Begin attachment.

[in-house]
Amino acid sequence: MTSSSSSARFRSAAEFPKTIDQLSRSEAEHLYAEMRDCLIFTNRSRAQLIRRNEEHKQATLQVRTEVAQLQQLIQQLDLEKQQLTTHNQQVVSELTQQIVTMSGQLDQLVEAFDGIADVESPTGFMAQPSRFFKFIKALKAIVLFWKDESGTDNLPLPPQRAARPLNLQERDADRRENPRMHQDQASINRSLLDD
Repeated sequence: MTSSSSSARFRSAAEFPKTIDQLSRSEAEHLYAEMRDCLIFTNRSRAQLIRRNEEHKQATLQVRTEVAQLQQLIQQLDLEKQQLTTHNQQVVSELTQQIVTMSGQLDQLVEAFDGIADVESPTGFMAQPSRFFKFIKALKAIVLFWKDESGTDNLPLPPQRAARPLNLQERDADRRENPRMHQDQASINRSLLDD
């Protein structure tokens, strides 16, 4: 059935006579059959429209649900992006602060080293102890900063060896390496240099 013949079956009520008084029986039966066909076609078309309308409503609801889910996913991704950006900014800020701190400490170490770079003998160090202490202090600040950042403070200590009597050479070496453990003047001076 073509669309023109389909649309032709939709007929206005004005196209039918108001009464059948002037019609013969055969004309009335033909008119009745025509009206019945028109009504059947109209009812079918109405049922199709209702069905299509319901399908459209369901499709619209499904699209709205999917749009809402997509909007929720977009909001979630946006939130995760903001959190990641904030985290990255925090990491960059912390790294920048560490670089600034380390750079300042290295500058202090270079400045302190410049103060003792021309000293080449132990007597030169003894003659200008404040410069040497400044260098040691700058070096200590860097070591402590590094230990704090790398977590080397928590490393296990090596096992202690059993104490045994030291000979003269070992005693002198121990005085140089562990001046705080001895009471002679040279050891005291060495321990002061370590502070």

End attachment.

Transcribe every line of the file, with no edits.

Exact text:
[in-house]
Amino acid sequence: MTSSSSSARFRSAAEFPKTIDQLSRSEAEHLYAEMRDCLIFTNRSRAQLIRRNEEHKQATLQVRTEVAQLQQLIQQLDLEKQQLTTHNQQVVSELTQQIVTMSGQLDQLVEAFDGIADVESPTGFMAQPSRFFKFIKALKAIVLFWKDESGTDNLPLPPQRAARPLNLQERDADRRENPRMHQDQASINRSLLDD
Repeated sequence: MTSSSSSARFRSAAEFPKTIDQLSRSEAEHLYAEMRDCLIFTNRSRAQLIRRNEEHKQATLQVRTEVAQLQQLIQQLDLEKQQLTTHNQQVVSELTQQIVTMSGQLDQLVEAFDGIADVESPTGFMAQPSRFFKFIKALKAIVLFWKDESGTDNLPLPPQRAARPLNLQERDADRRENPRMHQDQASINRSLLDD
């Protein structure tokens, strides 16, 4: 059935006579059959429209649900992006602060080293102890900063060896390496240099 013949079956009520008084029986039966066909076609078309309308409503609801889910996913991704950006900014800020701190400490170490770079003998160090202490202090600040950042403070200590009597050479070496453990003047001076 073509669309023109389909649309032709939709007929206005004005196209039918108001009464059948002037019609013969055969004309009335033909008119009745025509009206019945028109009504059947109209009812079918109405049922199709209702069905299509319901399908459209369901499709619209499904699209709205999917749009809402997509909007929720977009909001979630946006939130995760903001959190990641904030985290990255925090990491960059912390790294920048560490670089600034380390750079300042290295500058202090270079400045302190410049103060003792021309000293080449132990007597030169003894003659200008404040410069040497400044260098040691700058070096200590860097070591402590590094230990704090790398977590080397928590490393296990090596096992202690059993104490045994030291000979003269070992005693002198121990005085140089562990001046705080001895009471002679040279050891005291060495321990002061370590502070």